When earlier this year Williams lost his place in the blue riband boat, the coxless four in which Redgrave and Pinsent were both previous occupants, it could have been the end of his Olympic ambitions. The 32-year-old, Warwick-born man now living in Henley-on-Thames, is British rowing's only Olympic gold medallist in the Beijing squad. He recalls: "Back in March, there were five of us in the boat, and I was sharing my seat, if you like." The team were at a training camp in Varese when Grobler called him to his room for "a chat" and told him that another rower, Richard Egington, was to replace him in the four.
Williams adds: "You can see Jürgen didn't enjoy doing it. Here's one bloke who's trying desperately hard to fulfil his dreams, and he might be the person who puts an end to that. But he knows that was his duty to do it. As I walked out, I knew that the way in which I responded was a defining moment." As it transpired, Williams won his place back before the season's first World Cup event. And he has guarded it resolutely ever since.
He tells of how he and Eging-ton spoke in the changing room the day after Grobler made his decision. "We both said, 'We were mates before this, we'll be mates after it.' We still are." Egington is now in the eight.
In a sense, Grobler's role, to oversee the four personally and the other British men's crews indirectly through his team of coaches to ensure that they reach a summit of performance on key dates in August 2008, culminating in the finals on 16 and 17 August, is more onerous than that of any football manager. In international rowing, you cannot go out and play a defeat out of your system the following Saturday.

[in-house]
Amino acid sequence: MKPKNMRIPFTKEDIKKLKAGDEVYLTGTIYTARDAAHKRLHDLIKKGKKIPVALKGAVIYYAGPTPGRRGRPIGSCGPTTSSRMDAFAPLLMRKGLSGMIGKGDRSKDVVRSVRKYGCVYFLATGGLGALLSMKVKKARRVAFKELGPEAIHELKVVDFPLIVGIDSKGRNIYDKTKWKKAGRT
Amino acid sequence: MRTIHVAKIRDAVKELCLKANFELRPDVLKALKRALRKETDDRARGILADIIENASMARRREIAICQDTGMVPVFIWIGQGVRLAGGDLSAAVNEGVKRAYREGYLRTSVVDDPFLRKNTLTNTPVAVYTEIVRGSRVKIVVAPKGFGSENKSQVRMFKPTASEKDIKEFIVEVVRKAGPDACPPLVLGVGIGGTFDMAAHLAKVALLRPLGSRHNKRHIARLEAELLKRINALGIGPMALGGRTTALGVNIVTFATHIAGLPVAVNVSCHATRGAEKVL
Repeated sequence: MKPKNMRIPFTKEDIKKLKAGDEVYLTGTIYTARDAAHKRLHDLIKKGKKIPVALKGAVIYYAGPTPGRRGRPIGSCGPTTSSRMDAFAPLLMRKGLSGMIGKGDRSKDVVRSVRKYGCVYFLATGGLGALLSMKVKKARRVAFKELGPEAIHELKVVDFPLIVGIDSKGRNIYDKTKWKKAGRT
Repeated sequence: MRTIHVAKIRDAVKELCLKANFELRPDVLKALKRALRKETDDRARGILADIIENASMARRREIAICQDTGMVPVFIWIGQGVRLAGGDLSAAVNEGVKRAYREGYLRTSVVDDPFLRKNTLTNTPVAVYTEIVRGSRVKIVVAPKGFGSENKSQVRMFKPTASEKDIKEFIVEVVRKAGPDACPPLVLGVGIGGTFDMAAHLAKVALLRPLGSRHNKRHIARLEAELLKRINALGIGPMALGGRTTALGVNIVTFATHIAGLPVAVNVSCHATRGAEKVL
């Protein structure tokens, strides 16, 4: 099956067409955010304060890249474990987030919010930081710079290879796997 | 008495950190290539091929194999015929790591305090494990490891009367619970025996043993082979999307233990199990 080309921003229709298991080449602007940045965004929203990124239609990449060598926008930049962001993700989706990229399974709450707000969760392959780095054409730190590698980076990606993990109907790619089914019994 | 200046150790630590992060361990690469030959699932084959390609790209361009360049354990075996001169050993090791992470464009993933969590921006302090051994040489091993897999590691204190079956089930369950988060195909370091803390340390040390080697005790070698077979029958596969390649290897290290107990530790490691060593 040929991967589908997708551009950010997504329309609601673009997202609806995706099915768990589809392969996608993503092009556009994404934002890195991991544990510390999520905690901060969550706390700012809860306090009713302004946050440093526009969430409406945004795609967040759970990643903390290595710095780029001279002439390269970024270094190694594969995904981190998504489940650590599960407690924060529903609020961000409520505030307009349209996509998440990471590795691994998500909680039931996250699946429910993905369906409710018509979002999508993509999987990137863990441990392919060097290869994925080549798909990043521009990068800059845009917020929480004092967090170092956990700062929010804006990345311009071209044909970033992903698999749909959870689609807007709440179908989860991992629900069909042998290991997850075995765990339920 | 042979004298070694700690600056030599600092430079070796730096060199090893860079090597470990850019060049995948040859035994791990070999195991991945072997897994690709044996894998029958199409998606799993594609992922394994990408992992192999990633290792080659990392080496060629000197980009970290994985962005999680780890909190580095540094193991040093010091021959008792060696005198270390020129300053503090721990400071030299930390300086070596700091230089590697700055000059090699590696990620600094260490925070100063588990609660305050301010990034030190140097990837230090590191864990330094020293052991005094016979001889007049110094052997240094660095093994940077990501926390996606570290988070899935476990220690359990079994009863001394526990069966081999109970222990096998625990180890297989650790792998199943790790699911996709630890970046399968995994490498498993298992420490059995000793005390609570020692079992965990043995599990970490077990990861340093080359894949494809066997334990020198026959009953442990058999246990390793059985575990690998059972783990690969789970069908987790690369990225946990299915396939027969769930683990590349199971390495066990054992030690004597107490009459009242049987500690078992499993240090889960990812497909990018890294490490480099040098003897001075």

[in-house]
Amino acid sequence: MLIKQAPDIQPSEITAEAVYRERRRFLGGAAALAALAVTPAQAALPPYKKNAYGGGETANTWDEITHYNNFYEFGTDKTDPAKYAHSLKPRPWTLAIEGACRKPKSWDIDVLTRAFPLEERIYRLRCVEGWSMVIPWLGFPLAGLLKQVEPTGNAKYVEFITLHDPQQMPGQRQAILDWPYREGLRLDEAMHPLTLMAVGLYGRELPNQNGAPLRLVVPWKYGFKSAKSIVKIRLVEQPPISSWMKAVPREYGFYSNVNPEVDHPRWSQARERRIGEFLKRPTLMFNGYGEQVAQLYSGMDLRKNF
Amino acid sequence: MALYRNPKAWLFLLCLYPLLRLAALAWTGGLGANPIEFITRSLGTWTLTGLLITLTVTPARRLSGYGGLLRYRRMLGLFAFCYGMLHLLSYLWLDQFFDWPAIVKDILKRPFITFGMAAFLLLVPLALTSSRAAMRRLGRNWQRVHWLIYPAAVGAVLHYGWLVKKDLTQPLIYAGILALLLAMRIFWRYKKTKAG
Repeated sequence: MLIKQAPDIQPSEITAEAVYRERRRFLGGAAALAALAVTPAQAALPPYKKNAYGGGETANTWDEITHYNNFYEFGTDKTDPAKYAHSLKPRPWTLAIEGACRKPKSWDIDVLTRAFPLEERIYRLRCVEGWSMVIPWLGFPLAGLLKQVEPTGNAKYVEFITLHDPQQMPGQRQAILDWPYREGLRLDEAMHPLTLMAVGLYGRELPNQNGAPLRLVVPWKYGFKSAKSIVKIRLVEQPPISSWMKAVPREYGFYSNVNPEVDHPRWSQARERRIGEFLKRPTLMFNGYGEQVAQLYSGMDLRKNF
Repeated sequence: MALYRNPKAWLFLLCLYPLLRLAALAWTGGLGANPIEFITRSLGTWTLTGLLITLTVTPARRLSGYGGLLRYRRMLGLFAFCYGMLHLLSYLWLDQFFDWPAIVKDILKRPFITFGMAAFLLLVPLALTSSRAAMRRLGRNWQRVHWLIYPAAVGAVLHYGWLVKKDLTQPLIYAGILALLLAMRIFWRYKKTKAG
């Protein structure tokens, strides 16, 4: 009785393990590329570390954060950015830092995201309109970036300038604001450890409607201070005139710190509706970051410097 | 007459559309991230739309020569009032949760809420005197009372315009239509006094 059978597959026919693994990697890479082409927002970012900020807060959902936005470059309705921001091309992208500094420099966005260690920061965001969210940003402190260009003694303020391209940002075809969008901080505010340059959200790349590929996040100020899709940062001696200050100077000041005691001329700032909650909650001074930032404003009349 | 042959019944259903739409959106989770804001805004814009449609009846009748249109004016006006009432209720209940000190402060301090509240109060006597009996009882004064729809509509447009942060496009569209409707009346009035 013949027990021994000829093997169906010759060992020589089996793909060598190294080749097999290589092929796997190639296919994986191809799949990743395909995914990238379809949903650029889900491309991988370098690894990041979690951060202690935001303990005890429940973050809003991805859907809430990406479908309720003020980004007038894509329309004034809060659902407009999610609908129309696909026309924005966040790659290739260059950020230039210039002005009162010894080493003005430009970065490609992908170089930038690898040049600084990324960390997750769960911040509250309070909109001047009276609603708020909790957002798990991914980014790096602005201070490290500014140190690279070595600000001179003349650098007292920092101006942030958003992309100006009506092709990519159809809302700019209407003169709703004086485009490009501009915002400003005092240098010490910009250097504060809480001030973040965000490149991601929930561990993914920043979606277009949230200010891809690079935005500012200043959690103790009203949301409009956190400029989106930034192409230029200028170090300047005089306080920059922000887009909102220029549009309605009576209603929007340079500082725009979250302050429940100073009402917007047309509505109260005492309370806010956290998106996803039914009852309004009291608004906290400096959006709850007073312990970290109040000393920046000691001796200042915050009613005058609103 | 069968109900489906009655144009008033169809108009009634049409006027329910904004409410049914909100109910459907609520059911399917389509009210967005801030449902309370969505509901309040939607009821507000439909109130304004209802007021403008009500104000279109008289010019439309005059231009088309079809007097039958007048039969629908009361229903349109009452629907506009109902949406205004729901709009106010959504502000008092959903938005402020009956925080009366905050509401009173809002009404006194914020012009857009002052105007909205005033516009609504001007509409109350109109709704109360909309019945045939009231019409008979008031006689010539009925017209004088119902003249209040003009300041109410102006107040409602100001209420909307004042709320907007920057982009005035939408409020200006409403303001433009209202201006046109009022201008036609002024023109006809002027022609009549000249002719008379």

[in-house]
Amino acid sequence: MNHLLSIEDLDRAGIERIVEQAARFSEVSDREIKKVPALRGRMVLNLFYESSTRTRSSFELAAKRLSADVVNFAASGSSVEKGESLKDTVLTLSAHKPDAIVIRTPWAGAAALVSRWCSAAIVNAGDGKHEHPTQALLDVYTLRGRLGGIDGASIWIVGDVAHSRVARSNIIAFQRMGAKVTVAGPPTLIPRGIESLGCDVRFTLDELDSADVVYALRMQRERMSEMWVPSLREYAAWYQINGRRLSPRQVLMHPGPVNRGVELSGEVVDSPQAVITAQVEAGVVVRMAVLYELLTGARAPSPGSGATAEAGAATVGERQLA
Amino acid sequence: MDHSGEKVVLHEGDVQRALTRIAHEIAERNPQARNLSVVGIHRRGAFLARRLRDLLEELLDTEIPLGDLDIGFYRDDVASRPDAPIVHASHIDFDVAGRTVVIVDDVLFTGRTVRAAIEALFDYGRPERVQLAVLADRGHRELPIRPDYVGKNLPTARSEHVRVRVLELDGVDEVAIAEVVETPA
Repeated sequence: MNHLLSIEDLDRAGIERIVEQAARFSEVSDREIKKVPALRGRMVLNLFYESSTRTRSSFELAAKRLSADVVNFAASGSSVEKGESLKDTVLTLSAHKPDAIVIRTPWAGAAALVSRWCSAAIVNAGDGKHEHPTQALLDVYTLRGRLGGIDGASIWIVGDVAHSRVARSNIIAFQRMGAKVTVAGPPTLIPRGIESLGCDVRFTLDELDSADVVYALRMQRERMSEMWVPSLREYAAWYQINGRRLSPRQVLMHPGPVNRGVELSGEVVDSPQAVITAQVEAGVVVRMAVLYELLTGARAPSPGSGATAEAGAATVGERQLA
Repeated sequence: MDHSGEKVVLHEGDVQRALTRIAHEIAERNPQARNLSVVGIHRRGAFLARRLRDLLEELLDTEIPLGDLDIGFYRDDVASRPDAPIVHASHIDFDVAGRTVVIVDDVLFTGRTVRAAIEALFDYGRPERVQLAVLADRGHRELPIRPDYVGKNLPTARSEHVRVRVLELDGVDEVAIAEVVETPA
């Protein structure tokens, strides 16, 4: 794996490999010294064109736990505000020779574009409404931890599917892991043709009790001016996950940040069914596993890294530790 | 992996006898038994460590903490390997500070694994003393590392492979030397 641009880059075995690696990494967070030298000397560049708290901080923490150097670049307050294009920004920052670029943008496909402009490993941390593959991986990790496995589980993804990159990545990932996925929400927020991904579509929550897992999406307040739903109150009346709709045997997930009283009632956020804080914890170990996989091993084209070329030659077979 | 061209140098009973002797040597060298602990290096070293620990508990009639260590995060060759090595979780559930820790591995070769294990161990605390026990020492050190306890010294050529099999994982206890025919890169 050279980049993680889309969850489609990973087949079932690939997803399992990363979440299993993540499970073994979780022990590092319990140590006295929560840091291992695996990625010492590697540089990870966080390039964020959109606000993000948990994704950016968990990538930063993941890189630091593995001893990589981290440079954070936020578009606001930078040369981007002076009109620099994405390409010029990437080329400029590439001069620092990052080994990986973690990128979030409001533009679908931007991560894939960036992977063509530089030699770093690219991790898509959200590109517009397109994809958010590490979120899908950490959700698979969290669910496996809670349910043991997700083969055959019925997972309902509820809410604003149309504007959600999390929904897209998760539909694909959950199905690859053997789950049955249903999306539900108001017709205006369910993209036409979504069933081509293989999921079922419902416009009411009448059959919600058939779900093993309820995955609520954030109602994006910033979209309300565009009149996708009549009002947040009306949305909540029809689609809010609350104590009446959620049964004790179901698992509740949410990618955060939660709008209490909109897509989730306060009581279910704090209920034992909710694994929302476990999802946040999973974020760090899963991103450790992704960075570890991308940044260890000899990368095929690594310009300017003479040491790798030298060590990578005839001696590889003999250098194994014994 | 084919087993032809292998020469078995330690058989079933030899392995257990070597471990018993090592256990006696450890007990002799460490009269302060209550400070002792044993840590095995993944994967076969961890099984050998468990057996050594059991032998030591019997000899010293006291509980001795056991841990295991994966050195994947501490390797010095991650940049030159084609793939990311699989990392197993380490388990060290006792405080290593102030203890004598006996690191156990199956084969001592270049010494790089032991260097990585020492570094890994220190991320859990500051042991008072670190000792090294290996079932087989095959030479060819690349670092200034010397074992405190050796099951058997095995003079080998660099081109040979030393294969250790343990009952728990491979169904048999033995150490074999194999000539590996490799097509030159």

Grobler has been a remarkable acquisition. By comparison, Ferguson is still on a learning curve. It was back in 1972, at a time when Fergie was still dishing it out as a doughty striker for Falkirk, that the East German arrived. Thirty-five years on, we are all acutely aware of what the Scot has achieved. Rather less credit is offered to the man who has been responsible for the ascendancy of British rowing in the world order.
Williams puts it succinctly: "Four guys have to hit an absolute peak on one session, on one day, in four years. His strength is being able to do that. It's a huge balancing act to ensure that we all have power and endurance and mental and emotional preparation." There is also, apparently, some decidedly Fergie-like man-management.